As the after-effects of Sept. 11 began to fade into the past, the war in Afghanistan for many was becoming a remote event. That remote event came home this week as seven U.S. soldiers, including one whose father lives in Mount Vernon, died in battle.
PFC Matthew A. Commons was with the 75th Ranger Battalion based at Hunter Army Airfield in Georgia. He was killed in action as he and five others tried to rescue a soldier killed in another helicopter during battle in Afghanistan this week. Commons had joined the army last July — he had signed up for four years.
Commons had recently turned 21 — his mother, Patricia Marek, sent him a box with hats and banners so he could celebrate with his army buddies. Marek had just moved to this area 10 days before her son’s death. It would be the first time in years that he and his brother, Aaron, would be near their father, Greg Commons, who teaches seventh-grade history at Carl Sandburg Middle School.
Greg lives with his wife, Linda Chapman, in Wellington. He and Marek originally lived in Indiana, where Matthew and his younger brother, Aaron, were born. They divorced after 10 years and Marek moved to Colorado, where Matthew attended elementary school. From there Marek moved to Boulder City, Nevada, with Matthew and Aaron, where Matthew attended high school.
Matthew attended the University of Nevada at Reno for a year and then dropped out to become a Ranger. He had been talking recently about using the G.I. Bill to finish his college education when he finished his four years in the Army.
Greg Commons said that although it was hard to be apart from his sons, it made him be a better father. “Although I didn’t see them on a daily basis, I had them for weeks at a time and had to be a full-time father then. I matured to be the father that I am.”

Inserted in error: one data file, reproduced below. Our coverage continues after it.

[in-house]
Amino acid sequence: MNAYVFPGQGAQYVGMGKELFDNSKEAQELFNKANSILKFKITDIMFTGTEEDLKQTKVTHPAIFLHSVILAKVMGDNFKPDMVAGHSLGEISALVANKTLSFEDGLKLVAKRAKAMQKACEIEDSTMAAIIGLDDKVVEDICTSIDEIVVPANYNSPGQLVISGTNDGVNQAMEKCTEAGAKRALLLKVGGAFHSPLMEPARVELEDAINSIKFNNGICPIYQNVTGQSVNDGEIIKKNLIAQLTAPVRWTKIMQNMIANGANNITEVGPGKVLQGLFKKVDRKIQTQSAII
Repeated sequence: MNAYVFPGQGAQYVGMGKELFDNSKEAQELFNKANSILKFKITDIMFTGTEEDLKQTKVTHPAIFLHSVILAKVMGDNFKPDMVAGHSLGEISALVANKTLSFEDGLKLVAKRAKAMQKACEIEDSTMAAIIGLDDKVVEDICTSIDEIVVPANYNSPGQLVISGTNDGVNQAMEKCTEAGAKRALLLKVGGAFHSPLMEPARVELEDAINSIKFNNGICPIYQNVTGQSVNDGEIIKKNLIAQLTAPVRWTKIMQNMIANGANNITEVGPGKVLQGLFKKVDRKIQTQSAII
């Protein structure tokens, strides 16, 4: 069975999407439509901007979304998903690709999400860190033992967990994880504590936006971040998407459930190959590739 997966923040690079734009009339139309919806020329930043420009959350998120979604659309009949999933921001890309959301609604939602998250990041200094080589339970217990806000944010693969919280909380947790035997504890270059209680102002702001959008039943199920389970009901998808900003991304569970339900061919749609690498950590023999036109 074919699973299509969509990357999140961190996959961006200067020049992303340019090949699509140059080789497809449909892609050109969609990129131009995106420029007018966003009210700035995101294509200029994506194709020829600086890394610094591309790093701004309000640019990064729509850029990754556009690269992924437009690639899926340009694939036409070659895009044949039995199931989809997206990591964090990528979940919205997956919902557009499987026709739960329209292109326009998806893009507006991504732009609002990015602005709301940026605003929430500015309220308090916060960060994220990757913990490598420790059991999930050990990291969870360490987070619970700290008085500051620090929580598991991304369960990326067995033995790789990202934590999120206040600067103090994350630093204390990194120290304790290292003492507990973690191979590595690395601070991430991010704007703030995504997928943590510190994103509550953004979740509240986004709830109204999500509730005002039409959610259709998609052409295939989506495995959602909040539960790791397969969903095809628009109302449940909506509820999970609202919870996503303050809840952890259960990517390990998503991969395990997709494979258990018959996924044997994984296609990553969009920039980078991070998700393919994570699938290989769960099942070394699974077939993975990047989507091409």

While the boys were young, Greg was a single father — he married Linda Chapman, an administrative law judge with the Department of Labor, in 1990. Greg and Linda have two sons, Thomas attends Waynewood Elementary School and Patrick is at Stratford Landing Elementary School. Matthew’s younger brother, Aaron, is a freshman at the University of Northern Colorado and flew home on Tuesday to be with the rest of the family in Mount Vernon.
With an expanded family, Greg still made sure that his son’s visits were very special. The younger boys enjoyed it when their older brothers visited, but one of the things that Greg said that the three of them enjoyed was going to the late night movies. After the younger boys went to bed, they would sneak out to see a show.
Military battle is not new to the Commons family. Greg’s father fought in World War II and Greg was an Embassy Guard with the Marines during the Vietnam War.
Greg said that when an army representative knocked on his door Monday night at 11:30 p.m., he hoped that they were there to tell him that his son was critically wounded. That was not so, they were there to report that he was mortally wounded. Greg and Linda are members of Good Shepherd Catholic Church, and Greg said, “Ann and Gary Smith used to sit in front of us every week. When Gary died, I felt such a loss for them, but now I really know what she’s going through.”
Greg spoke to his son the Tuesday before he was killed. He didn’t know exactly where he was, but told him that he loved him.
“I’m proud of my son and proud of what he did for his country,” said Greg.
Services will be held Monday morning, March 11, at 10:30 at Good Shepherd Catholic Church, 8710 Mt. Vernon Hwy. Internment will follow that same day at Arlington Cemetery at 1 p.m.